Each of these bundles was itself a complex of ideas and norms. Taken together, Runciman argued, they constituted a powerful basis for the hoplites code of honor. They could be transmitted severally or as a package, as conditions warranted. New memes could be generated continuously during day-to-day life. Most memes, like most biological variations, do not prove adaptive. But a few survive the historical selection process, and help to transform society, thus creating a new social context in which still more memes will be generated. (Runciman, 1998b)
also took up the crucial question of self-awareness and intentionality. Critics contend that the Darwinian model
became irrelevant when humans became self-aware and approached problem-solving
with conscious intent. For homo sapiens, they argue, new variations are
not random, they are rationally conceived.
The selection process is also much impacted by conscious choice; it is
not just an external process. While
granting that self-awareness does give an added dimension to the evolutionary
process, Runciman contends the significance of
intentionality is less than meets the eye.
First, few human choices are fully intentional. We are programmed by our language, our
culture and our situation – by the memes we share with those around us. Second, in those rare instances where truly
creative, original thought takes place, the process is far less intentional
than is supposed. Creative people
generate tremendous numbers of ideas, not in any particular order or by drawing
much on their reasoning powers. That is why we make a distinction between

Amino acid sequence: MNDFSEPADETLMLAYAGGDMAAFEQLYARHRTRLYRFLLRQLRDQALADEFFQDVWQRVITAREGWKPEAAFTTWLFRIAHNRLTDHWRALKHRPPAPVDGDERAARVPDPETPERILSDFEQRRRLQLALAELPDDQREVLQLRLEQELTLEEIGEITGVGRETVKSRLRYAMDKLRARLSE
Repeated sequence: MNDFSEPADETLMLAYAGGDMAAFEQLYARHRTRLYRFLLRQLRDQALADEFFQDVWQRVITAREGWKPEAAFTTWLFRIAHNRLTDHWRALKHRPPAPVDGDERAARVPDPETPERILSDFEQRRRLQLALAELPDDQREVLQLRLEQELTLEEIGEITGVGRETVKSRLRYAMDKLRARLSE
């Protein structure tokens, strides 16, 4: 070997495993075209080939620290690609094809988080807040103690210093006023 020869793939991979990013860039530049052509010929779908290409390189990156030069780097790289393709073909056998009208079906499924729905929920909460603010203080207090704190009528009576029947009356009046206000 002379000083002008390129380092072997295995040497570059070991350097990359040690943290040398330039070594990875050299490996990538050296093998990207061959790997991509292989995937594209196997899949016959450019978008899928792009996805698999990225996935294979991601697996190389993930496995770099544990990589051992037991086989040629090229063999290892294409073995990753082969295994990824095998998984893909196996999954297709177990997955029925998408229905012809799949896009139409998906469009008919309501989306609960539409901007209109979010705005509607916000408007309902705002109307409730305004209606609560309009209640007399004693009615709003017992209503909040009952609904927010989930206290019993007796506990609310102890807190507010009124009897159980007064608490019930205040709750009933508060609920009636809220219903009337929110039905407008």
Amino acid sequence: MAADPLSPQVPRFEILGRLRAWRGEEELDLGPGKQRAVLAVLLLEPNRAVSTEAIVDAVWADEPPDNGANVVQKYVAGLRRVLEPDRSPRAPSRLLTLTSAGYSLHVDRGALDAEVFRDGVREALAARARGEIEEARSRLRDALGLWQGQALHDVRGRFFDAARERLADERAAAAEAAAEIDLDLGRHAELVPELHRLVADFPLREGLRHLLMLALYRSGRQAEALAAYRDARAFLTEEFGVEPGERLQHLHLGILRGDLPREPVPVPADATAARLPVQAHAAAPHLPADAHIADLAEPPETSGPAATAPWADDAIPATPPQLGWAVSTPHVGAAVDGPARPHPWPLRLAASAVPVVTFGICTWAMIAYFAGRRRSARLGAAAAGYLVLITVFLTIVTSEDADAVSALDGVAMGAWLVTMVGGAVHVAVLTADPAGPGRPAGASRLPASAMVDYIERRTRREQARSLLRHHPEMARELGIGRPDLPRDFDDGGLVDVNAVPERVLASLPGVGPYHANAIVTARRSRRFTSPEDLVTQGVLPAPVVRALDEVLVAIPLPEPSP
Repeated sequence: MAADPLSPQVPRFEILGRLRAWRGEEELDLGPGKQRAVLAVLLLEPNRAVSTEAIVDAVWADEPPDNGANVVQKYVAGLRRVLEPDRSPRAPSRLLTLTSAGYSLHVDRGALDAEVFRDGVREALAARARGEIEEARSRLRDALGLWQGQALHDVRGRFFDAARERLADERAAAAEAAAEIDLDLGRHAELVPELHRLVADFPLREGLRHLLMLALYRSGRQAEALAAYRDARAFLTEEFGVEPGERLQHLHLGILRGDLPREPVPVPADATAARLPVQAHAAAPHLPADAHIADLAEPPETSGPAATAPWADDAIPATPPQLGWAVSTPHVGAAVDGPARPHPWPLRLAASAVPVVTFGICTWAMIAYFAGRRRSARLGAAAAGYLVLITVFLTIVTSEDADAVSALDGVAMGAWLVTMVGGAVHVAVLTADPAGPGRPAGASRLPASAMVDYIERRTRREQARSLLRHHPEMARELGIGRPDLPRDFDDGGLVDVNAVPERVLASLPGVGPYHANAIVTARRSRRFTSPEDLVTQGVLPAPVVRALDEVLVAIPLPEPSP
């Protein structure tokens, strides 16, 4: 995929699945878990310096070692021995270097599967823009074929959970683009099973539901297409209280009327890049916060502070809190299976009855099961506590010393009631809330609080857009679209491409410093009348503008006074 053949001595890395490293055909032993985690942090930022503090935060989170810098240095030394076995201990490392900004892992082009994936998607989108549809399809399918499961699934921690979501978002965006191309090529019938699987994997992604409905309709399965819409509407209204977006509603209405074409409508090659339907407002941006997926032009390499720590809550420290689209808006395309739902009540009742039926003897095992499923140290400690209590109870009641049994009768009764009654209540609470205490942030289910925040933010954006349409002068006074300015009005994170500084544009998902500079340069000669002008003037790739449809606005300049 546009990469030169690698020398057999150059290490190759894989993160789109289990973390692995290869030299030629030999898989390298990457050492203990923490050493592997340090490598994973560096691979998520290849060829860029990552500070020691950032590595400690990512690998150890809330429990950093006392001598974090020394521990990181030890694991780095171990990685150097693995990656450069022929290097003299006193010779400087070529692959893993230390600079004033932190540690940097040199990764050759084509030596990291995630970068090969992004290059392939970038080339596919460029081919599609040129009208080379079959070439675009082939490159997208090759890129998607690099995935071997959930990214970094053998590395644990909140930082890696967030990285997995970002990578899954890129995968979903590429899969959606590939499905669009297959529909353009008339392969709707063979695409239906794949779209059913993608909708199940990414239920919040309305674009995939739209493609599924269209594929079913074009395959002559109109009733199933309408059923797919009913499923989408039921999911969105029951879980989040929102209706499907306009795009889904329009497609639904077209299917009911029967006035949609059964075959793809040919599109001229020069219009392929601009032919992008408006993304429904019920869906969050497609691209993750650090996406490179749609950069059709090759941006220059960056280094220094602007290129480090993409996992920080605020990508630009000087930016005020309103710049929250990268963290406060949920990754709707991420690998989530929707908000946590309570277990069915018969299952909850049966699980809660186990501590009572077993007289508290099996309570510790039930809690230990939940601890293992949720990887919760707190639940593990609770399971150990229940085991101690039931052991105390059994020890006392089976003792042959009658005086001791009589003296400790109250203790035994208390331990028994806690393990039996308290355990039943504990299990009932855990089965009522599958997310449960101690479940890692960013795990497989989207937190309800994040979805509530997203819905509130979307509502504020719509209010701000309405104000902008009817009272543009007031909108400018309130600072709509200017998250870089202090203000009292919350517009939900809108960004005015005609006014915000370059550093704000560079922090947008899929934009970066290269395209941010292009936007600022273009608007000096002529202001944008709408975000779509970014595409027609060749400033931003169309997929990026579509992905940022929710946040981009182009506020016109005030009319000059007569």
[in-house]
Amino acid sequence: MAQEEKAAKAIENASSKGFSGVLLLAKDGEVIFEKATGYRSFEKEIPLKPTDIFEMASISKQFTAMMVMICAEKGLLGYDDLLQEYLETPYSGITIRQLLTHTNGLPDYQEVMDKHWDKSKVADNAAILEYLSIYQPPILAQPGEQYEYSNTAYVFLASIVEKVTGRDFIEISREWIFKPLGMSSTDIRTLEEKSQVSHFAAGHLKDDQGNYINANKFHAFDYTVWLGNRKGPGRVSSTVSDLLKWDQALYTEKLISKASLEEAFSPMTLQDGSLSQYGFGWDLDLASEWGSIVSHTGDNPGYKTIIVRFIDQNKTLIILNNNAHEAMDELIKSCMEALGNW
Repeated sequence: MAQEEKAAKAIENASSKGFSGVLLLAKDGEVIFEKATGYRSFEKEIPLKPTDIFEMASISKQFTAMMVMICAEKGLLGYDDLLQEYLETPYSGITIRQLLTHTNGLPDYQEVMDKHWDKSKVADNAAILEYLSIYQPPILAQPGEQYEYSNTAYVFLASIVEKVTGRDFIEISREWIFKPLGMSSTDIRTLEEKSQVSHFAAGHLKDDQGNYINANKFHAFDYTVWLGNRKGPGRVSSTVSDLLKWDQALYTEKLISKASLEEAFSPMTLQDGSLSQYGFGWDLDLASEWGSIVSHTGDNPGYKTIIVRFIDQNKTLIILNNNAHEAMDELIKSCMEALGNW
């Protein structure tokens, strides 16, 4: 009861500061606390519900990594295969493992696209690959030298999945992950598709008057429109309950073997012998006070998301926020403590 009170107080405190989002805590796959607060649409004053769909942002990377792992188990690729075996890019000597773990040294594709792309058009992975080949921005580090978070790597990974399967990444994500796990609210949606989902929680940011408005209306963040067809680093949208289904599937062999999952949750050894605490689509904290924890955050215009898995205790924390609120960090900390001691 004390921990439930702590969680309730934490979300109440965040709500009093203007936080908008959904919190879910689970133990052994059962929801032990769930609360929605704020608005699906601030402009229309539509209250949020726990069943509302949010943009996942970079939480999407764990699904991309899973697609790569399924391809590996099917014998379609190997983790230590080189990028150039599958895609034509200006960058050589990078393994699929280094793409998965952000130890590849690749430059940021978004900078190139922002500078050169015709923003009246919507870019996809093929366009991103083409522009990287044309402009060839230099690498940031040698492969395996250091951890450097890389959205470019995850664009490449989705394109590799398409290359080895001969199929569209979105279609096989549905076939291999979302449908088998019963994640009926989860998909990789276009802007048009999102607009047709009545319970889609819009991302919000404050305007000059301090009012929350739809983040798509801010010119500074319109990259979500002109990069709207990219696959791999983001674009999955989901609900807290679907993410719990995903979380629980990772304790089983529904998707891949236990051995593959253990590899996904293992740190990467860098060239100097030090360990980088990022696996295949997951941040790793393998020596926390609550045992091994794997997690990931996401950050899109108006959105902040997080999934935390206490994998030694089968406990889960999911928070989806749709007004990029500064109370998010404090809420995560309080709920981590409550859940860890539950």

analytical and creative thinking.
Creative people use their reasoning ability, rather, to project the
possible consequences of each idea, discarding those that do not work, and
selecting the few that may. Reason gives
humans the ability to conduct quick thought experiments so they do not have to
test all ideas in the real world. Nonetheless, the human creative process
Robert Wright, a respected science writer, drew from the recent scholarship to produce two popular books that synthesized the impact of the new thinking. In his first book, The Moral Animal, Wright made extensive use of Robert Trivers’ concept of reciprocal altruism to explain how social animals, including humans, developed patterns of mutually beneficial cooperation. He concluded that human “conscience and sympathy and even love, [are] all grounded ultimately in genetic self-interest.” (p378) The Moral Animal was highly controversial, but widely read. Having explored human nature from a neo-Darwinian perspective, Wright next turned to human history.
Zero and Nonzero
In Nonzero and the Logic of Human Destiny (1999), Wright offered a
synthesis of the neo-Darwinians’ work and its application to human
history. At the heart of the book are
two arguments: First, Wright noted
recent work that asserted, contrary to classical Darwinism, that biological